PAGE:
Thus, when I’m packing up for Archon this year, the only physical books I’ll have available to sell are still my three XK9 stories: the prequel novella The Other Side of Fear and XK9 “Bones” Trilogy Books One and Two, What’s Bred in the Bone and A Bone to Pick. This is the same lineup I’ve successfully taken to the other conventions this season.

Unfortunately, it’s a fairly small pile of books. In my opinion, it’s still too small to justify taking up a whole table, plus covering the membership and time of a dedicated “morning person” to run it. I’m eager to fill out the Trilogy next year with Bone of Contention, and to start offering Warren’s books. But I’m also very pleased that in the meantime I could find a tablemate who’s as reliable and proactive as Aaron!

Weird Sisters Publishing: We have tales to tell. This picture shows covers for The XK9 Series, Deep Ellum Stories, and The Windhover Tetralogy.
We have a growing list of tales to tell . . . but not all are in print yet! (The Other Side of Fear cover is © 2020 by Lucy A. Synk. The other two XK9 covers are ©2019 and 2020 by Jody A. Lee. The background nebula (also used for the dealers table cover) and all the rest of the covers are ©2019-2021 by Chaz Kemp).

And Speaking of Bone of Contention . . . My Reading!

I normally request to have my reading scheduled later in the day on Saturday, or even on Sunday of the convention. That gives me a good part of the weekend to promote it. But that doesn’t always happen. At Archon 45 it’s scheduled at 7 p.m. on Friday night. That makes it my first scheduled Programming item. No chances to promote it on panels before that! So I’ll have to rely on social media to alert people to it, and hope enough notice it to bring some listeners in!

Depending on who shows up and what they prefer, I have a number of options. There are a couple of scenes from Bone of Contention that I could share (I read an early version of Chapter One last time). I also have fun scenes from a couple of short stories I wrote as exclusives for my Newsletter subscribers (each month I offer them a free downloadable story or XK9-related project).

Which Shall I Choose?

Which story would you choose, if you attended my reading? Use the Comments section of this post if you’d like to weigh in with opinions. Can’t attend the reading, but you’re interested in one or more of these? Subscribe to my Newsletter!

The banner shows a 3D mockup of the story’s cover on an e-reader, an empty park bench, and the words, “Shady couldn’t see the entity on the bench in Glen Haven Park, but she could clearly smell it.”
Design and e-book text © 2021-22 Jan S. Gephardt (with help from 123rf and BookBrush). Shady portrait ©2020 by Lucy A. Synk.
Alongside a visualization of the story as an ebook, the words say: Happy New Year! In a “target-rich environment” of marks and johns, Charlie’s after grifters, pimps . . . and his crooked partner. Can he survive to greet the New Year?
Jan created this banner with a little help from her friends at BookBrush and 123rf. Story © 2021 by Jan S. Gephardt.
The banner shows a 3D mockup of the story’s cover on an e-reader, plus the headline, “What else could possibly go wrong?” Under that, it says, “Left to sift through a jumble of reeking, noisome trash for possible evidence, Officer Pamela Gómez and rookie Detective Balchu Nowicki strive to stay professional. They do their work well, despite the stench and the complexity of the site. But then their day gets worse . . . “ There’s also the credit line: “Cover artwork ©2022 by Chaz Kemp.”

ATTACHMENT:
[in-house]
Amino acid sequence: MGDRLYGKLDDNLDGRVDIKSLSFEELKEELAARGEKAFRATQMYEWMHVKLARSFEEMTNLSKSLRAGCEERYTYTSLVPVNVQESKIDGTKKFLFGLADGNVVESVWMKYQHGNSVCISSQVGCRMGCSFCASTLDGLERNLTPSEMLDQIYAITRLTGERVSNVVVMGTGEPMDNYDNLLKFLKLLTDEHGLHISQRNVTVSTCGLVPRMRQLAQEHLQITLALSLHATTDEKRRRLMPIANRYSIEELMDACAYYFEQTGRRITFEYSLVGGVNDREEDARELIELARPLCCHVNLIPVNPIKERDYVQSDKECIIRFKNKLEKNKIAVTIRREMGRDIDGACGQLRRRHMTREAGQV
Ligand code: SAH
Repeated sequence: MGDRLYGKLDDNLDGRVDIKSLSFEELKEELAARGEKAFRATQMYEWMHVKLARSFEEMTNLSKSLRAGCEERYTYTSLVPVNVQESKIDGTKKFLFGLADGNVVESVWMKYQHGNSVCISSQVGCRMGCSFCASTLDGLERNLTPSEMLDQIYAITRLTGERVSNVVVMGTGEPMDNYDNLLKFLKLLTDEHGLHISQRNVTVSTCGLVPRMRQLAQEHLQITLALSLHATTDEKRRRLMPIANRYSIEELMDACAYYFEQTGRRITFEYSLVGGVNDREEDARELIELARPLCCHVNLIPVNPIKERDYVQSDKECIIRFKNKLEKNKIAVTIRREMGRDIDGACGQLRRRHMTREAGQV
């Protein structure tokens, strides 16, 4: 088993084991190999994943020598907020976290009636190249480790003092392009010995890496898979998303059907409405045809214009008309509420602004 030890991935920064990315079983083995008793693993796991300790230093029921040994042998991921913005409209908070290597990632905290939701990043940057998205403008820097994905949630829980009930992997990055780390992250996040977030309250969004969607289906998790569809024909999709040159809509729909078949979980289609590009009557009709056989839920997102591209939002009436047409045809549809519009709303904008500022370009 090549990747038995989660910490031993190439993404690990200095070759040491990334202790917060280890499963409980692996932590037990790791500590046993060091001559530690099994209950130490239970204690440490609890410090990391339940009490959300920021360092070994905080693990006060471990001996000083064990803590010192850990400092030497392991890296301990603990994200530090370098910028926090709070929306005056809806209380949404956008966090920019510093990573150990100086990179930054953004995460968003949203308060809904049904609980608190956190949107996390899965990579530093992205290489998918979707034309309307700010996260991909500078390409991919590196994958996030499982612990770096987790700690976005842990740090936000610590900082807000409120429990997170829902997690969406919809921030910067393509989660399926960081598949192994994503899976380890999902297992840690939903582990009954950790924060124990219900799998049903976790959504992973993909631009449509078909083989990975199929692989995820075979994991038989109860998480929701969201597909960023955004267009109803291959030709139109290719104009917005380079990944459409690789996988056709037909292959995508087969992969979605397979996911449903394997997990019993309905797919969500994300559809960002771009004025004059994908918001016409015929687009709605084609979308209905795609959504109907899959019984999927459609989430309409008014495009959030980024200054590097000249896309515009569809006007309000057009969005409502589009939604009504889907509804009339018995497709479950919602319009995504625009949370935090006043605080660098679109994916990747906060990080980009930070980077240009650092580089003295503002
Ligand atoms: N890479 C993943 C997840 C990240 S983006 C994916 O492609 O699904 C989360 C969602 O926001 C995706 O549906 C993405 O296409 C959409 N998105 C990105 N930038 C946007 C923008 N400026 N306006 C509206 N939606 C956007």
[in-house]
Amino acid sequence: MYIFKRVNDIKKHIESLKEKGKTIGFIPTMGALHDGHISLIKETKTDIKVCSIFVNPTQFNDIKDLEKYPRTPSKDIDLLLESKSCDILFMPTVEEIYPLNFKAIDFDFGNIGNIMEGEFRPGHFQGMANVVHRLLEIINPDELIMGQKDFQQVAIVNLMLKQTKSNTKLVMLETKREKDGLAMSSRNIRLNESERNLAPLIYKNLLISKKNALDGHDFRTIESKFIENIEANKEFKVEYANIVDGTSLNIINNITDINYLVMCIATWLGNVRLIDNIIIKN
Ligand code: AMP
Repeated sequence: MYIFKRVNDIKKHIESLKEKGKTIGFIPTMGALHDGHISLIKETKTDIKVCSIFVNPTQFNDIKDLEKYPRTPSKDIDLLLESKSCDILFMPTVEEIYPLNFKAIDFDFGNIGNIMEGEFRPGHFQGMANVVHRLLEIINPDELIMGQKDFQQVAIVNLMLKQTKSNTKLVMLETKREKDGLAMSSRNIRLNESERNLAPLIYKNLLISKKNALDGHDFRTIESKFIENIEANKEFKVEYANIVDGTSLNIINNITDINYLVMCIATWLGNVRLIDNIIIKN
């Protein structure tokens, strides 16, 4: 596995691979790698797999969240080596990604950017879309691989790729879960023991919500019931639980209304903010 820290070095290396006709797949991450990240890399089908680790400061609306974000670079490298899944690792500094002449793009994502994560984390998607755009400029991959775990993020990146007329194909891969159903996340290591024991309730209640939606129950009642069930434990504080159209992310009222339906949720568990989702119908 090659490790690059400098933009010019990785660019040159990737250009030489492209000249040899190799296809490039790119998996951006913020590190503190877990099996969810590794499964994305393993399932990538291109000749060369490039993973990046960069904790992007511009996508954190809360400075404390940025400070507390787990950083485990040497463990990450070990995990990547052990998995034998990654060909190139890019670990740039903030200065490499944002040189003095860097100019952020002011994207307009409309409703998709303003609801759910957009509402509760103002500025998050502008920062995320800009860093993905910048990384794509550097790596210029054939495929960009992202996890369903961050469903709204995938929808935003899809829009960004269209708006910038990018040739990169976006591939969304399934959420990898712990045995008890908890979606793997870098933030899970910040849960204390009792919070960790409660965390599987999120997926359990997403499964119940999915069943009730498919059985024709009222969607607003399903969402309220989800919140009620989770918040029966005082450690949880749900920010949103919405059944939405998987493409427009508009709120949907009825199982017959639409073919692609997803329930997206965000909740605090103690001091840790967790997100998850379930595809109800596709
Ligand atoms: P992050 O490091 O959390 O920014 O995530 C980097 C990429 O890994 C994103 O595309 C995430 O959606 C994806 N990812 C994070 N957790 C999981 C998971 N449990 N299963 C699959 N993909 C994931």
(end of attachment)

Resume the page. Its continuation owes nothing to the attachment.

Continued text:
Anywhere but Sixth Level Artwork ©2022 by Chaz Kemp. Story is ©2022 by Jan S. Gephardt.

Packing up for Archon, I Added Another Idea to Test: QR Codes!

As partial compensation for fact that the early reading has truncated some of my publicity efforts, I’m also trying a different “test project.” We’ll see if it turns out to be a good idea or not. You may have noticed that QR codes, those funny-looking splotchy square or circular patches, have started turning up in more and more locations. Some people find them irritating or inscrutable, but more and more of us have started using our smartphones to scan them for a fast link to a web page or other online material.

Earlier this year, Weird Sisters Publishing created downloadable versions of Chapter One for each of my XK9 “Bones” Trilogy novels that’s available so far. But it only just recently dawned on me as I started packing up for Archon that I could create QR codes to take people to those “free samples” even more quickly and easily (I know: Well, duh! Right??). So I generated a QR code for the downloadable first chapter of What’s Bred in the Bone and added it to the label on my postcards that I give out at the convention.

It says “Choose Your Next Great Read,” and shows e-reader visualizations of “Sample Chapter One of What’s Bred in the Bone,” and “Sample Chapter One of A Bone to Pick.” The left-hand QR code takes readers to the free download for Chapter One of “What’s Bred in the Bone,” while the QR code on the right leads to the free download for Chapter One of “A Bone to Pick.”
The cover art for What’s Bred in the Bone and A Bone to Pick is ©2019-2020 by Jody A. Lee. Scan the QR codes to go to the sample chapters, or click on the links in the titles. QR codes were generated via QR Code Generator.

But Wait! There’s Also Art!

Yes, I’m also bringing my paper sculpture to Archon 45. Lucy A. Synk will be there too, with most of her “Welcome to Rana Station” display from Worldcon (other than the artwork she sold there). You’ll probably see lots more about the Archon 45 Art Show in one or more future posts on this blog.